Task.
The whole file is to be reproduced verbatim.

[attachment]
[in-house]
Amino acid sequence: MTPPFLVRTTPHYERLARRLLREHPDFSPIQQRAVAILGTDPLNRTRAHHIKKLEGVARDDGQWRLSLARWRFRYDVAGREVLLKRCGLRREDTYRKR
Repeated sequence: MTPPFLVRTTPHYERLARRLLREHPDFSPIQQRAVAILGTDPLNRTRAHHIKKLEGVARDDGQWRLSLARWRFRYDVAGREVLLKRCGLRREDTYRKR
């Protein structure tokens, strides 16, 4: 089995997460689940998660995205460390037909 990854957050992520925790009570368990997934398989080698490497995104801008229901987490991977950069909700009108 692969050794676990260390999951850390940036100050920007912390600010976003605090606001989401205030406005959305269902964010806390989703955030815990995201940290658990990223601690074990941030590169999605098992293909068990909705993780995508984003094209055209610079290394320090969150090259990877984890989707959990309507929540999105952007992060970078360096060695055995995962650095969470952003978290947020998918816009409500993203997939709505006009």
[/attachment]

[in-house]
Amino acid sequence: MTPPFLVRTTPHYERLARRLLREHPDFSPIQQRAVAILGTDPLNRTRAHHIKKLEGVARDDGQWRLSLARWRFRYDVAGREVLLKRCGLRREDTYRKR
Repeated sequence: MTPPFLVRTTPHYERLARRLLREHPDFSPIQQRAVAILGTDPLNRTRAHHIKKLEGVARDDGQWRLSLARWRFRYDVAGREVLLKRCGLRREDTYRKR
């Protein structure tokens, strides 16, 4: 089995997460689940998660995205460390037909 990854957050992520925790009570368990997934398989080698490497995104801008229901987490991977950069909700009108 692969050794676990260390999951850390940036100050920007912390600010976003605090606001989401205030406005959305269902964010806390989703955030815990995201940290658990990223601690074990941030590169999605098992293909068990909705993780995508984003094209055209610079290394320090969150090259990877984890989707959990309507929540999105952007992060970078360096060695055995995962650095969470952003978290947020998918816009409500993203997939709505006009």